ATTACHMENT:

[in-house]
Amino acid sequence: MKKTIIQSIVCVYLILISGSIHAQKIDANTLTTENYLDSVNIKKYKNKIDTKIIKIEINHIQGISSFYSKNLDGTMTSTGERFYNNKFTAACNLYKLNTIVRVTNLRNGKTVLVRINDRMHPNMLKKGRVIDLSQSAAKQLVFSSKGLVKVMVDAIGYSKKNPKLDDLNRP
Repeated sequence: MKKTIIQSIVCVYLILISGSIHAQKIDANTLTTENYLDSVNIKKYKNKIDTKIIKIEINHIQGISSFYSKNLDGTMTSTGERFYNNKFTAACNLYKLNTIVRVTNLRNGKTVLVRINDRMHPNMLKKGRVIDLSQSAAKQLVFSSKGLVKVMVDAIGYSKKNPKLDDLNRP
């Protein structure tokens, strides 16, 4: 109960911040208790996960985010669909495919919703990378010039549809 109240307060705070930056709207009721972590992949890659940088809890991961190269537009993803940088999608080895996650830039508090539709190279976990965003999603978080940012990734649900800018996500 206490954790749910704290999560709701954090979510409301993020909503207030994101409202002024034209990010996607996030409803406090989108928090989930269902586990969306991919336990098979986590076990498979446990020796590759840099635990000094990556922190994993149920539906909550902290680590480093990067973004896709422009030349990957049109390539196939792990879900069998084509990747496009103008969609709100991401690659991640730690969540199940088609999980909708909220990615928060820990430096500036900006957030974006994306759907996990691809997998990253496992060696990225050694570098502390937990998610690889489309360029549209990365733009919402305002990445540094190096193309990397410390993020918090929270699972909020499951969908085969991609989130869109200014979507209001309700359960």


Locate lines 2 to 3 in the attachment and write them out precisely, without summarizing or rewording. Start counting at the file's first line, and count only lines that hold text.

Amino acid sequence: MKKTIIQSIVCVYLILISGSIHAQKIDANTLTTENYLDSVNIKKYKNKIDTKIIKIEINHIQGISSFYSKNLDGTMTSTGERFYNNKFTAACNLYKLNTIVRVTNLRNGKTVLVRINDRMHPNMLKKGRVIDLSQSAAKQLVFSSKGLVKVMVDAIGYSKKNPKLDDLNRP
Repeated sequence: MKKTIIQSIVCVYLILISGSIHAQKIDANTLTTENYLDSVNIKKYKNKIDTKIIKIEINHIQGISSFYSKNLDGTMTSTGERFYNNKFTAACNLYKLNTIVRVTNLRNGKTVLVRINDRMHPNMLKKGRVIDLSQSAAKQLVFSSKGLVKVMVDAIGYSKKNPKLDDLNRP